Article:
Airport Visit for Import/Export Class

Recently our import / export class took a trip to Pierre Elliot Trudeau Airport to see the world of airfreight shipping first hand.  Our tour guide, Little Bill (who is over 6 feet but he is smaller than Big Bill), showed us around the warehouse and the office, giving us details on how the day runs and what is expected by the company and its partners.  For example, Bill talked to us about the importance of weighing and double checking everything because, “If we make a mistake or don’t check something, we are putting lives at risk.” 
After explaining to us the importance of balancing the weight on a plane, (so one end isn’t dragging while the other is skyrocketing) he told us stories about the weird stuff that has come through his warehouse.  Bill was proud to say that he successfully shipped a polar bear and a crate full of monkeys.  I would have given anything to see that transaction from start to finish.
As the tour continued, Bill showed us a few sections where special goods were put aside.  One section was labeled dangerous goods.  Bill claimed that they ship everything, but they need to take special care when shipping items that could cause hazards.  We saw a couple of buckets labeled explosives which came as a shock because we all thought explosives were prohibited on all aircraft.  Bill told us that explosives are only shipped on freight airplanes – never on commercial flights.  The explosives turned out to be flairs, and Bill told us another story about and accident in the dangerous goods section and how a buddy of his got super concentrated soap on his hands.  He was completely fine, but apparently his hands would soap up when he washed them, even after a good ten hours!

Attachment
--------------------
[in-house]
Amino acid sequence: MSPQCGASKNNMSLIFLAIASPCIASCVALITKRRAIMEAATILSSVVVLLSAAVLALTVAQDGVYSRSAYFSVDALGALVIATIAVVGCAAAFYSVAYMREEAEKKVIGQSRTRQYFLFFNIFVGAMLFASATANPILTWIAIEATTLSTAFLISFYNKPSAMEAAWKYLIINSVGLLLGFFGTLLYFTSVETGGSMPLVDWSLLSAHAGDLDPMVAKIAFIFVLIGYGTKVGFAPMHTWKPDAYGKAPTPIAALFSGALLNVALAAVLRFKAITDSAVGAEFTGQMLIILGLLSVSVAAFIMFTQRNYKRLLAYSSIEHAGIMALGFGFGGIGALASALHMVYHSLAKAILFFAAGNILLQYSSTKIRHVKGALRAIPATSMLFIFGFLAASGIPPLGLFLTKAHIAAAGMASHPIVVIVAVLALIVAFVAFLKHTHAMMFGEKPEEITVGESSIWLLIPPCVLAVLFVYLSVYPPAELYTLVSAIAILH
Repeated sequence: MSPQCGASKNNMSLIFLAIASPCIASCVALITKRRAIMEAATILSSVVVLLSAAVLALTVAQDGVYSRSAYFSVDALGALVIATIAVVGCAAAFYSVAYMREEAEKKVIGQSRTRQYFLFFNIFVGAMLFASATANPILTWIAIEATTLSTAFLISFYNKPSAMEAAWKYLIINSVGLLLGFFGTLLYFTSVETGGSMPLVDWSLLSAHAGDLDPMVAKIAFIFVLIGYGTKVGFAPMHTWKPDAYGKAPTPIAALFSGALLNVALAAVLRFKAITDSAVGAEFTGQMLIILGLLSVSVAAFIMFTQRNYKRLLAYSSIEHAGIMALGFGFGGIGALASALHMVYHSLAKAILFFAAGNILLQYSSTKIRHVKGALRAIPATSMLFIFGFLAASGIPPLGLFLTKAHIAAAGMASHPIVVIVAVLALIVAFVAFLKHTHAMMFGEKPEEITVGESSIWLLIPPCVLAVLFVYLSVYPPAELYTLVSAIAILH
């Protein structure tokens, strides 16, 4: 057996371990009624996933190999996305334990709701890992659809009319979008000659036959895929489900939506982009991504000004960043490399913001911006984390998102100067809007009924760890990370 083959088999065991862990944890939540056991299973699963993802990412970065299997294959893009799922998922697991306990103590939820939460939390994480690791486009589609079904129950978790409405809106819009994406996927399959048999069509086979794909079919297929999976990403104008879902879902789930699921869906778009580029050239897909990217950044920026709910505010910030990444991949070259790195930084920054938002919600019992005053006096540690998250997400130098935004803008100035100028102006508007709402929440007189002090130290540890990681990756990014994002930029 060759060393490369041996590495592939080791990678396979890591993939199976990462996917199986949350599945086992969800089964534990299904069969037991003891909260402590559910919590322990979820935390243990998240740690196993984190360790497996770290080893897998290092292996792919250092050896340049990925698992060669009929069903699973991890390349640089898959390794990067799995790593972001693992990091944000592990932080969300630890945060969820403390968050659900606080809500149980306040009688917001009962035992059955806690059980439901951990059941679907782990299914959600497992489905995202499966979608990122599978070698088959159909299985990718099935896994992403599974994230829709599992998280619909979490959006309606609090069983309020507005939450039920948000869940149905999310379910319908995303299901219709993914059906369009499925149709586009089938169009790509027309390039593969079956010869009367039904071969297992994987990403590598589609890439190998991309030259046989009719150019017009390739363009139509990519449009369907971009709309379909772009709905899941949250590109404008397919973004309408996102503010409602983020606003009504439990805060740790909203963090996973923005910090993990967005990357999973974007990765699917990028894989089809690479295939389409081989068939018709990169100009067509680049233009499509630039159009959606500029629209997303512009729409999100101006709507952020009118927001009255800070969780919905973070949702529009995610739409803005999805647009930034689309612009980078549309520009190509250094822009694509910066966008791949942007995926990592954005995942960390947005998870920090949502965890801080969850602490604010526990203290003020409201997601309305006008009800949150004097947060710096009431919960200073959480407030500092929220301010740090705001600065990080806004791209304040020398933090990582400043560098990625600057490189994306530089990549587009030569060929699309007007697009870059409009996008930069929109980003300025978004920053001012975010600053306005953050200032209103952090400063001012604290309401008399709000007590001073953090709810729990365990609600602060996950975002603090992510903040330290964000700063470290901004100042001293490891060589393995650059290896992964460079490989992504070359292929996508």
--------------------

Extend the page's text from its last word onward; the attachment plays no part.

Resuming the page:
Our tour ended in the back of the office where he explained to us all the complex paperwork that goes along with air freight shipping.  As if that wasn’t enough, Bill also told us about how they had to manage the paperwork of all the truckers dropping off cargo to be shipped.  It gets so bad sometimes that Bill has needed to step in and break up conflicts between his staff and the drivers. 

It was a great visit and it really solidified what we have been learning about in the classroom.  It’s nice to have the opportunity to see what we’re learning about in action.  

– Written by Zachary Agostine, Marketing Major + Game Producer, Spring 2013